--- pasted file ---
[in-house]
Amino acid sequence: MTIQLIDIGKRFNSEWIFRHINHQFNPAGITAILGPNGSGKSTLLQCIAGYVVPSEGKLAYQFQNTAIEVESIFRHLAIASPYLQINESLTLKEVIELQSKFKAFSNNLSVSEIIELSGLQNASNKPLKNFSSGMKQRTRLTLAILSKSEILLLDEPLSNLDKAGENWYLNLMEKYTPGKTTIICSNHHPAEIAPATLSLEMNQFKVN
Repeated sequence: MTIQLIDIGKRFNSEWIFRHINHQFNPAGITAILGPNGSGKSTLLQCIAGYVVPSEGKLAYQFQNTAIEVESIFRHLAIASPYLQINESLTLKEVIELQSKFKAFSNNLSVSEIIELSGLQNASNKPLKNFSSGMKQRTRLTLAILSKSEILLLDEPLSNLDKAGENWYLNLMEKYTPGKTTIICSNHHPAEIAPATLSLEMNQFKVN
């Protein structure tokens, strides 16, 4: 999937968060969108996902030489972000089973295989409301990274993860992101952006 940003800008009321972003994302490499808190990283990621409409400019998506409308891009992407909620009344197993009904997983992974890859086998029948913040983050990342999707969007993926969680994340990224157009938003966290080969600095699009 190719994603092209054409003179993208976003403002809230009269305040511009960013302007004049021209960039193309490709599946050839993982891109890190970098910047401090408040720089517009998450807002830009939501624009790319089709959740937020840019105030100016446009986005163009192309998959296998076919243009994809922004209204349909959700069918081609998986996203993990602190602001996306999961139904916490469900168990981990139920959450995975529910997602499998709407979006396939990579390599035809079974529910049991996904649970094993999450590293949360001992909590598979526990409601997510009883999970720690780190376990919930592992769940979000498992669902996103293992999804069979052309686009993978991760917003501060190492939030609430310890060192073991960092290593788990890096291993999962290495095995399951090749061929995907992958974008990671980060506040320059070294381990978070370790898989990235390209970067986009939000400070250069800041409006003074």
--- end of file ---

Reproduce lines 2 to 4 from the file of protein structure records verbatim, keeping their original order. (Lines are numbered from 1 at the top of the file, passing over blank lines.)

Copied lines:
Amino acid sequence: MTIQLIDIGKRFNSEWIFRHINHQFNPAGITAILGPNGSGKSTLLQCIAGYVVPSEGKLAYQFQNTAIEVESIFRHLAIASPYLQINESLTLKEVIELQSKFKAFSNNLSVSEIIELSGLQNASNKPLKNFSSGMKQRTRLTLAILSKSEILLLDEPLSNLDKAGENWYLNLMEKYTPGKTTIICSNHHPAEIAPATLSLEMNQFKVN
Repeated sequence: MTIQLIDIGKRFNSEWIFRHINHQFNPAGITAILGPNGSGKSTLLQCIAGYVVPSEGKLAYQFQNTAIEVESIFRHLAIASPYLQINESLTLKEVIELQSKFKAFSNNLSVSEIIELSGLQNASNKPLKNFSSGMKQRTRLTLAILSKSEILLLDEPLSNLDKAGENWYLNLMEKYTPGKTTIICSNHHPAEIAPATLSLEMNQFKVN
């Protein structure tokens, strides 16, 4: 999937968060969108996902030489972000089973295989409301990274993860992101952006 940003800008009321972003994302490499808190990283990621409409400019998506409308891009992407909620009344197993009904997983992974890859086998029948913040983050990342999707969007993926969680994340990224157009938003966290080969600095699009 190719994603092209054409003179993208976003403002809230009269305040511009960013302007004049021209960039193309490709599946050839993982891109890190970098910047401090408040720089517009998450807002830009939501624009790319089709959740937020840019105030100016446009986005163009192309998959296998076919243009994809922004209204349909959700069918081609998986996203993990602190602001996306999961139904916490469900168990981990139920959450995975529910997602499998709407979006396939990579390599035809079974529910049991996904649970094993999450590293949360001992909590598979526990409601997510009883999970720690780190376990919930592992769940979000498992669902996103293992999804069979052309686009993978991760917003501060190492939030609430310890060192073991960092290593788990890096291993999962290495095995399951090749061929995907992958974008990671980060506040320059070294381990978070370790898989990235390209970067986009939000400070250069800041409006003074």